There are many potentially tall tales about St. EOM. Some of these, Fowler says, highlight his generosity and the love people felt for him, while others show that he was sometimes feared. For example, a story spread locally that he had trained rattlesnakes to respond to his call, which no doubt would have served as a warning to some folks to stay away.

Fred Fussell says he can neither confirm nor deny the snake story, but Martin did have two massive—and very protective—German Shepherds named Nina and Boo, who were always by his side. Martin once told Fussell that he had nothing to fear from the pair as long as “you ain’t got no evil thoughts in your head.” Fussell jokes that he cleared up his mind quickly after hearing that.

Martin’s persona and the fact that he lived geographically isolated from the rest of Buena Vista may have suggested someone who wanted to remain mysterious and elusive, but Cathy Fussell says he was anything but an outsider. She says he participated in all kinds of community events, dressing in full costume for Halloween, the Fourth of July, and town meetings.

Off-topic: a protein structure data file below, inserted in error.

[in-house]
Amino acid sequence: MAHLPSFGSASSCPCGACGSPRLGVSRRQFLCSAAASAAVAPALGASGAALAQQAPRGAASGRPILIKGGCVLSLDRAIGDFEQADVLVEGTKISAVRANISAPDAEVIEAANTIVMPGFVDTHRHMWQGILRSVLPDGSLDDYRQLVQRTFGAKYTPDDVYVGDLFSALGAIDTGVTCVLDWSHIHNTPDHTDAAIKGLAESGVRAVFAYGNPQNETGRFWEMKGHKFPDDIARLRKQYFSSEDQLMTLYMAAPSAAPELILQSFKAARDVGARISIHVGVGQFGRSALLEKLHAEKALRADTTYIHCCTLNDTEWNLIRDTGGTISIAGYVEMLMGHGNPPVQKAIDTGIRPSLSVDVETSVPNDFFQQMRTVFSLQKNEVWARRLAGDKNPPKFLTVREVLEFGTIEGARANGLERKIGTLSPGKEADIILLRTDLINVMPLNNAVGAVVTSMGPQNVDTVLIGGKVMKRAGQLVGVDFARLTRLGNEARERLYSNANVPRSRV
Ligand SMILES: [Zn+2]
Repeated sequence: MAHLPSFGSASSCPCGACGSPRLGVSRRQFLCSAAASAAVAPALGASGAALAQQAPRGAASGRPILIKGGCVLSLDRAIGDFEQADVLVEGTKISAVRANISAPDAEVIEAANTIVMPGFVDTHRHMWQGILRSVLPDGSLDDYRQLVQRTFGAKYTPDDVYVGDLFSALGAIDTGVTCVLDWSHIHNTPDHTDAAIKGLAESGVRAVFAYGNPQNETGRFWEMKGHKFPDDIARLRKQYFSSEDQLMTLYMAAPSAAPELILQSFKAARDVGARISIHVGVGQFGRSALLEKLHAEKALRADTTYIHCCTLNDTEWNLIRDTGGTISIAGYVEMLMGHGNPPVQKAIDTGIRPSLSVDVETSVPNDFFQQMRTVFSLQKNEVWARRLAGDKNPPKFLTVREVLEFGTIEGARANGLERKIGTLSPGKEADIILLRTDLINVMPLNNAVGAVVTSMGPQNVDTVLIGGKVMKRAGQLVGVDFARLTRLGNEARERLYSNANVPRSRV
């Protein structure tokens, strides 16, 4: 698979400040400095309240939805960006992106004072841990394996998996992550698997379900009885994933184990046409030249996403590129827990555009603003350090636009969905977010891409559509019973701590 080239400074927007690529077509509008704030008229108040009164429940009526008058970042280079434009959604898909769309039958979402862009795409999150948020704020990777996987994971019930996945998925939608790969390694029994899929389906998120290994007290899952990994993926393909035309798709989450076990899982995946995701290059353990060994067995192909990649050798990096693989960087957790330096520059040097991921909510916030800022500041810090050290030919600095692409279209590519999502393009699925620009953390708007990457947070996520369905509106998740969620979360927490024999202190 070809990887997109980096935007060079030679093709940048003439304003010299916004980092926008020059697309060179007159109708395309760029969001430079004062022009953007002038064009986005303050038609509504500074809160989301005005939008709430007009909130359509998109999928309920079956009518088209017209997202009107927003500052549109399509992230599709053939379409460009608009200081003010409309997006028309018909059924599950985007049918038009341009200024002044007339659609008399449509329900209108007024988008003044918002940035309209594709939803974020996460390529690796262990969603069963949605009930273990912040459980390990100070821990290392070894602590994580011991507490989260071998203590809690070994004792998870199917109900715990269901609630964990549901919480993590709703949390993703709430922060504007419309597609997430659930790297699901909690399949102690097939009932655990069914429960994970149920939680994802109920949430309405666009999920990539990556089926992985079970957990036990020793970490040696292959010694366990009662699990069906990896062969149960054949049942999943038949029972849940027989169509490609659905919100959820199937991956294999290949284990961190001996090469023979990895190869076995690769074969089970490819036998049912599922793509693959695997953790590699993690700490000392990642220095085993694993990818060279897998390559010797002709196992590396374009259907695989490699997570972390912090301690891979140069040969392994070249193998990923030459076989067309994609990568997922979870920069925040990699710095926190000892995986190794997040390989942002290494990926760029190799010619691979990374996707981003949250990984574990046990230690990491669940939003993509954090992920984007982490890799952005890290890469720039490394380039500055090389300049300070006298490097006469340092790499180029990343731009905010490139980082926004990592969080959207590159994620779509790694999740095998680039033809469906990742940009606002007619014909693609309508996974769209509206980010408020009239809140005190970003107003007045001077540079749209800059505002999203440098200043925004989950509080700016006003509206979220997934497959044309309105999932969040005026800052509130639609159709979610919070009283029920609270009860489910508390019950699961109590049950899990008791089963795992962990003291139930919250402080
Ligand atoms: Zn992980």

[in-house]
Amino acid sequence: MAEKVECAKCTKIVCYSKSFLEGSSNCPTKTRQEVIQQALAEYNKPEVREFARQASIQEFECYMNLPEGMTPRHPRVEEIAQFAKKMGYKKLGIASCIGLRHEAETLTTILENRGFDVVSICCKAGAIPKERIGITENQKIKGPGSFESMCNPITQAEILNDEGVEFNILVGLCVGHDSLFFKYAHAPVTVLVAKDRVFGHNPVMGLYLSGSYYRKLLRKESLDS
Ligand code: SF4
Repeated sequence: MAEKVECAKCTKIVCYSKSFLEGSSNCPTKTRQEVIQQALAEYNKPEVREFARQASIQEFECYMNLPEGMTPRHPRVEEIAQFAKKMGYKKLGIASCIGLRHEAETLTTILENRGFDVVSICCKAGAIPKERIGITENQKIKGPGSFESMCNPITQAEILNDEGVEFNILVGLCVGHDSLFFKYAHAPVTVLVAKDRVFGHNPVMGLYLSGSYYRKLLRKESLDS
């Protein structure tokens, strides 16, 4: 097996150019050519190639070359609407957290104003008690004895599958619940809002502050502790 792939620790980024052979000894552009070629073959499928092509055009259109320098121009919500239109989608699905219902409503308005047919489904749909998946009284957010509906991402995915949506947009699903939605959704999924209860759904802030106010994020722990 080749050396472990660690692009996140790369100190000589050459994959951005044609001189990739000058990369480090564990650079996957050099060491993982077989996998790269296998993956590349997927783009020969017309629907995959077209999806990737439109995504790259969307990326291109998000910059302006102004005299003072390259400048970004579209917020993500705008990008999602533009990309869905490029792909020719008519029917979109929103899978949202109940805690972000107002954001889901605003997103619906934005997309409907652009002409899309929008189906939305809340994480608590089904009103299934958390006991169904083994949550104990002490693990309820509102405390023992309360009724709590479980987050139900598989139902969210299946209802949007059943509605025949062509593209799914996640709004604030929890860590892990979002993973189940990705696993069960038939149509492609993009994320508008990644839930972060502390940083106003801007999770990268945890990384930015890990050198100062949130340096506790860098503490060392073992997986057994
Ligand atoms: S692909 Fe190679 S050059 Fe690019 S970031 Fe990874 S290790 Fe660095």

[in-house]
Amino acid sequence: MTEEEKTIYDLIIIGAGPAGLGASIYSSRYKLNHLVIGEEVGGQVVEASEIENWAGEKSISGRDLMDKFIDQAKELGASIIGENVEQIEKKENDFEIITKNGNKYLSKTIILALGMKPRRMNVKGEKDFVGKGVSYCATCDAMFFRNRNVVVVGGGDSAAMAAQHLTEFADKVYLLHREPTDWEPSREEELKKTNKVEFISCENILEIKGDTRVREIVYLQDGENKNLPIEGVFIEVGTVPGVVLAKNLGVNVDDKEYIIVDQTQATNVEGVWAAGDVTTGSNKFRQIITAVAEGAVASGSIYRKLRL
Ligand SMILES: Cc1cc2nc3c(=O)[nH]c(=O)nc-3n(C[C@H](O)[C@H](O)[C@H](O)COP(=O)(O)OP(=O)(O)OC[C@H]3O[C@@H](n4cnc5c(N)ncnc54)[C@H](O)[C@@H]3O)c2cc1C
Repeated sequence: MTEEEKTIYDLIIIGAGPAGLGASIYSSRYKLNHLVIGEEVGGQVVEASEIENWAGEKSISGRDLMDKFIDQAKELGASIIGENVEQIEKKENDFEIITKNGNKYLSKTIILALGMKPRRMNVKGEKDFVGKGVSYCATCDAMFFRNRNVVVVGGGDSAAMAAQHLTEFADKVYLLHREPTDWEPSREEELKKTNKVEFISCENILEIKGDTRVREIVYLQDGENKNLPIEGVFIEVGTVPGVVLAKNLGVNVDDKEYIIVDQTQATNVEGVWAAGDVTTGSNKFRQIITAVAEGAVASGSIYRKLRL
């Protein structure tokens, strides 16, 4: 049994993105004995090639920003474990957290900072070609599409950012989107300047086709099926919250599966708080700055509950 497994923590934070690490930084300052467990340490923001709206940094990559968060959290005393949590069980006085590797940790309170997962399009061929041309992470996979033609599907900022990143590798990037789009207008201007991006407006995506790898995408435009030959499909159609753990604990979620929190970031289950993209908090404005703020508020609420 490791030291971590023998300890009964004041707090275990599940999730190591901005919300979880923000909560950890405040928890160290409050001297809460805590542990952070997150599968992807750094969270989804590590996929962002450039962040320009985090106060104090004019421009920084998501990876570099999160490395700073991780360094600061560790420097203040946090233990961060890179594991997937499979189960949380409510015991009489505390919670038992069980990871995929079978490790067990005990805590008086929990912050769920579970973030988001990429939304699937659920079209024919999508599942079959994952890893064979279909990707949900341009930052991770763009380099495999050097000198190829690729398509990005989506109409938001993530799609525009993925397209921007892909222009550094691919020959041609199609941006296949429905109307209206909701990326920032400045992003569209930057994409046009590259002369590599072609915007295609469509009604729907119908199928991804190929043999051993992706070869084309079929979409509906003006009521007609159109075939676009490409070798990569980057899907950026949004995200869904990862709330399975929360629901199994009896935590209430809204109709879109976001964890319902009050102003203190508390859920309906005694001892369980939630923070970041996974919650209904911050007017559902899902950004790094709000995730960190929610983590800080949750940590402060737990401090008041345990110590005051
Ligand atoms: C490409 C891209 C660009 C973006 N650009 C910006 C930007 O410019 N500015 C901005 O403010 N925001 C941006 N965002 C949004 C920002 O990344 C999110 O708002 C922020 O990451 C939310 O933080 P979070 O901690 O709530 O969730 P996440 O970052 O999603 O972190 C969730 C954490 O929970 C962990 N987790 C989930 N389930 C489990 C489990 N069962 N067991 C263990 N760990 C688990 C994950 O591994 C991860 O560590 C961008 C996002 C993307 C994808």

So while it came as a surprise to Buena Vista local, it makes sense that, after Martin died by suicide in 1986, he left the property to a loose-knit local historical society, members of which he had become close with over the years after they featured Pasaquan on a home tour in the area.

Eddie Owens Martin.

photo by: The Columbus State University Simon Schwob Memorial Library Archives.

Eddie Owens Martin, who later dubbed himself St. EOM, had a hand in the creation of his own mythos.

photo by: Charles Fowler

The Kohler Foundation paid for the first round of restoration work that started in 2014.

The Work Continues

Fred Fussell helped lead the charge to preserve the place. Fairly quickly, the Marion County Historical Society gained 501(c)(3) status, but several members, Fussell says, did not have the interest nor the means to focus on Pasaquan. So those who were dedicated to its preservation formed a separate group—the Pasaquan Preservation Society.